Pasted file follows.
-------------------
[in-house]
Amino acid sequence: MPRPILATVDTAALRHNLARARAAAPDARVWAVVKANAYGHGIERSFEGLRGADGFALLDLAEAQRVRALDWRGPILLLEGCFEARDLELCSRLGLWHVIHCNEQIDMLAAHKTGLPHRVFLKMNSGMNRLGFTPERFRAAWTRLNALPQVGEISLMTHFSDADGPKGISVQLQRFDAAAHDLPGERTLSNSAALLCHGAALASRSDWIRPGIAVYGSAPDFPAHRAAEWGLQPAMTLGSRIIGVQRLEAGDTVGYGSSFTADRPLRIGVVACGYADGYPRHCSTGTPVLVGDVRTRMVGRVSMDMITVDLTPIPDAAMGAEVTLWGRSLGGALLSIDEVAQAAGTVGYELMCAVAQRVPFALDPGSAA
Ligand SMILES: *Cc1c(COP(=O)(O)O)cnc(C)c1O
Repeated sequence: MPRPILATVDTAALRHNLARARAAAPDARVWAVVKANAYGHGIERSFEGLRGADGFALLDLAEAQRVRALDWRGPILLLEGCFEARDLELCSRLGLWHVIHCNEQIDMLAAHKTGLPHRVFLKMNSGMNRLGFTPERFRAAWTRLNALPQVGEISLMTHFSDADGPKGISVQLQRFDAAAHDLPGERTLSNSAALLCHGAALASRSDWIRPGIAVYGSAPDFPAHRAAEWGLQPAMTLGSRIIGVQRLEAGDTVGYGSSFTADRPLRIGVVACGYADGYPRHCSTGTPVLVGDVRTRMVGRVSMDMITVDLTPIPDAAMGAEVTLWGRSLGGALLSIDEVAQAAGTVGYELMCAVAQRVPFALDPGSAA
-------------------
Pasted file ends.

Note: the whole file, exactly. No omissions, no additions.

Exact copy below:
[in-house]
Amino acid sequence: MPRPILATVDTAALRHNLARARAAAPDARVWAVVKANAYGHGIERSFEGLRGADGFALLDLAEAQRVRALDWRGPILLLEGCFEARDLELCSRLGLWHVIHCNEQIDMLAAHKTGLPHRVFLKMNSGMNRLGFTPERFRAAWTRLNALPQVGEISLMTHFSDADGPKGISVQLQRFDAAAHDLPGERTLSNSAALLCHGAALASRSDWIRPGIAVYGSAPDFPAHRAAEWGLQPAMTLGSRIIGVQRLEAGDTVGYGSSFTADRPLRIGVVACGYADGYPRHCSTGTPVLVGDVRTRMVGRVSMDMITVDLTPIPDAAMGAEVTLWGRSLGGALLSIDEVAQAAGTVGYELMCAVAQRVPFALDPGSAA
Ligand SMILES: *Cc1c(COP(=O)(O)O)cnc(C)c1O
Repeated sequence: MPRPILATVDTAALRHNLARARAAAPDARVWAVVKANAYGHGIERSFEGLRGADGFALLDLAEAQRVRALDWRGPILLLEGCFEARDLELCSRLGLWHVIHCNEQIDMLAAHKTGLPHRVFLKMNSGMNRLGFTPERFRAAWTRLNALPQVGEISLMTHFSDADGPKGISVQLQRFDAAAHDLPGERTLSNSAALLCHGAALASRSDWIRPGIAVYGSAPDFPAHRAAEWGLQPAMTLGSRIIGVQRLEAGDTVGYGSSFTADRPLRIGVVACGYADGYPRHCSTGTPVLVGDVRTRMVGRVSMDMITVDLTPIPDAAMGAEVTLWGRSLGGALLSIDEVAQAAGTVGYELMCAVAQRVPFALDPGSAA